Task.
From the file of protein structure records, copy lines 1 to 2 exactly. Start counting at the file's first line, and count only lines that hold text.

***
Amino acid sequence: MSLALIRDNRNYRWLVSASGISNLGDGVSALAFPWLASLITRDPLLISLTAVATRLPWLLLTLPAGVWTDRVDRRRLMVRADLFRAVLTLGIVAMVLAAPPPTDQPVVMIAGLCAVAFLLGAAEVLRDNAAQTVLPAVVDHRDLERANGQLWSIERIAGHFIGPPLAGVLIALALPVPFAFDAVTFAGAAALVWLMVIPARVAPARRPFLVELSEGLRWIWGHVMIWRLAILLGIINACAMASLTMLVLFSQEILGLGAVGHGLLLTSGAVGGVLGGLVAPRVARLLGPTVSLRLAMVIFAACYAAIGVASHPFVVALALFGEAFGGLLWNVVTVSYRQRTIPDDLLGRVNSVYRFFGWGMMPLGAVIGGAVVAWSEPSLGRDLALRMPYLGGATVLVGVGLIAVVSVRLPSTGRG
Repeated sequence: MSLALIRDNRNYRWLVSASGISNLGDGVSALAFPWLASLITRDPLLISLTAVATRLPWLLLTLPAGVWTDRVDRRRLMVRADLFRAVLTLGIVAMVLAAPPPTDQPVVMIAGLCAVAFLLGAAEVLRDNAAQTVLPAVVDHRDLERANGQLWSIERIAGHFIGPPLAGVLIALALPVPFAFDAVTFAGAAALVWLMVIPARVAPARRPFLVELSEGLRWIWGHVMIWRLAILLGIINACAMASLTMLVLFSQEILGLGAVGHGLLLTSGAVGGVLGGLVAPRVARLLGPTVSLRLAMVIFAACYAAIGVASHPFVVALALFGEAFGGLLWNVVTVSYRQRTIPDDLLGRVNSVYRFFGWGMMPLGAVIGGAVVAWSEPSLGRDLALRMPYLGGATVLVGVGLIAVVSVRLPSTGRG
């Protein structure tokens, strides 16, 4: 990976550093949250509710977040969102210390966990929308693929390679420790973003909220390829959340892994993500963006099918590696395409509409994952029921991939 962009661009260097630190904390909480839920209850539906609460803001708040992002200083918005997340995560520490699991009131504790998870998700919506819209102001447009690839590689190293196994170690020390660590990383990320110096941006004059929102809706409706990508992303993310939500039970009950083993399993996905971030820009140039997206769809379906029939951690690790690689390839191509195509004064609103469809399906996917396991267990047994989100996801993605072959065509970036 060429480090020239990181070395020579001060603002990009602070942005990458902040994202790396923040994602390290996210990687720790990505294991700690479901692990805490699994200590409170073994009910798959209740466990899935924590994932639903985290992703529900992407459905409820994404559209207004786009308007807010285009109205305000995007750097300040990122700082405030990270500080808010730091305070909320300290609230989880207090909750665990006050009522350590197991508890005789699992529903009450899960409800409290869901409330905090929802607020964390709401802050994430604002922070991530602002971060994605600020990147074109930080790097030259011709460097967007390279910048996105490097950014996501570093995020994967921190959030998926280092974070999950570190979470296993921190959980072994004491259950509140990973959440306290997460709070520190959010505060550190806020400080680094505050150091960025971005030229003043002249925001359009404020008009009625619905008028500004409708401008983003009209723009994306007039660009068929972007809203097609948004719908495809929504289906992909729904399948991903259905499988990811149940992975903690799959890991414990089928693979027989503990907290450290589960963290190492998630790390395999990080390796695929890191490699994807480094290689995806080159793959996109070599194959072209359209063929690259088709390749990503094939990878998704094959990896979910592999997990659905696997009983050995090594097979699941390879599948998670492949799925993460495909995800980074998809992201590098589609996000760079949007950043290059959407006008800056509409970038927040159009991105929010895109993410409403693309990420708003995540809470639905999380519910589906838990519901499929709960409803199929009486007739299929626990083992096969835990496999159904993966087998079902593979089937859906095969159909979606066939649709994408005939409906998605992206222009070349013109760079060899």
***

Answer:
Amino acid sequence: MSLALIRDNRNYRWLVSASGISNLGDGVSALAFPWLASLITRDPLLISLTAVATRLPWLLLTLPAGVWTDRVDRRRLMVRADLFRAVLTLGIVAMVLAAPPPTDQPVVMIAGLCAVAFLLGAAEVLRDNAAQTVLPAVVDHRDLERANGQLWSIERIAGHFIGPPLAGVLIALALPVPFAFDAVTFAGAAALVWLMVIPARVAPARRPFLVELSEGLRWIWGHVMIWRLAILLGIINACAMASLTMLVLFSQEILGLGAVGHGLLLTSGAVGGVLGGLVAPRVARLLGPTVSLRLAMVIFAACYAAIGVASHPFVVALALFGEAFGGLLWNVVTVSYRQRTIPDDLLGRVNSVYRFFGWGMMPLGAVIGGAVVAWSEPSLGRDLALRMPYLGGATVLVGVGLIAVVSVRLPSTGRG
Repeated sequence: MSLALIRDNRNYRWLVSASGISNLGDGVSALAFPWLASLITRDPLLISLTAVATRLPWLLLTLPAGVWTDRVDRRRLMVRADLFRAVLTLGIVAMVLAAPPPTDQPVVMIAGLCAVAFLLGAAEVLRDNAAQTVLPAVVDHRDLERANGQLWSIERIAGHFIGPPLAGVLIALALPVPFAFDAVTFAGAAALVWLMVIPARVAPARRPFLVELSEGLRWIWGHVMIWRLAILLGIINACAMASLTMLVLFSQEILGLGAVGHGLLLTSGAVGGVLGGLVAPRVARLLGPTVSLRLAMVIFAACYAAIGVASHPFVVALALFGEAFGGLLWNVVTVSYRQRTIPDDLLGRVNSVYRFFGWGMMPLGAVIGGAVVAWSEPSLGRDLALRMPYLGGATVLVGVGLIAVVSVRLPSTGRG